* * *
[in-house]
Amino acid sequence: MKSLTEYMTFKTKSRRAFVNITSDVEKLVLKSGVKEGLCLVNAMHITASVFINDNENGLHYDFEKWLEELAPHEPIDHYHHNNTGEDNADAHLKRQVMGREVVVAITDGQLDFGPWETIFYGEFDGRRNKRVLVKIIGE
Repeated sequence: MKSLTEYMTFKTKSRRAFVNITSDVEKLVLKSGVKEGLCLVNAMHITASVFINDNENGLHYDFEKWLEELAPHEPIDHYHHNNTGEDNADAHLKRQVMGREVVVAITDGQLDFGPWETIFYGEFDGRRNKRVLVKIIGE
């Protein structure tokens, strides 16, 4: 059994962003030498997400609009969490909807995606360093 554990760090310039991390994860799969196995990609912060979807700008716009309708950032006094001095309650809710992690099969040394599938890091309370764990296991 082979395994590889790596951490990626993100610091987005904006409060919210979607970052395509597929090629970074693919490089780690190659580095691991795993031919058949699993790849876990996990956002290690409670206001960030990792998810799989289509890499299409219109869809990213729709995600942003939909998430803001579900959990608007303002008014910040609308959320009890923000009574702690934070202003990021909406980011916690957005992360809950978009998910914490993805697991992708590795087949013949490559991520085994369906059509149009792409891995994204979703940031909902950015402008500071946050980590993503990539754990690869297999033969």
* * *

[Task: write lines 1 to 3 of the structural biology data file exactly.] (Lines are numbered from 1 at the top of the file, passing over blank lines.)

[in-house]
Amino acid sequence: MKSLTEYMTFKTKSRRAFVNITSDVEKLVLKSGVKEGLCLVNAMHITASVFINDNENGLHYDFEKWLEELAPHEPIDHYHHNNTGEDNADAHLKRQVMGREVVVAITDGQLDFGPWETIFYGEFDGRRNKRVLVKIIGE
Repeated sequence: MKSLTEYMTFKTKSRRAFVNITSDVEKLVLKSGVKEGLCLVNAMHITASVFINDNENGLHYDFEKWLEELAPHEPIDHYHHNNTGEDNADAHLKRQVMGREVVVAITDGQLDFGPWETIFYGEFDGRRNKRVLVKIIGE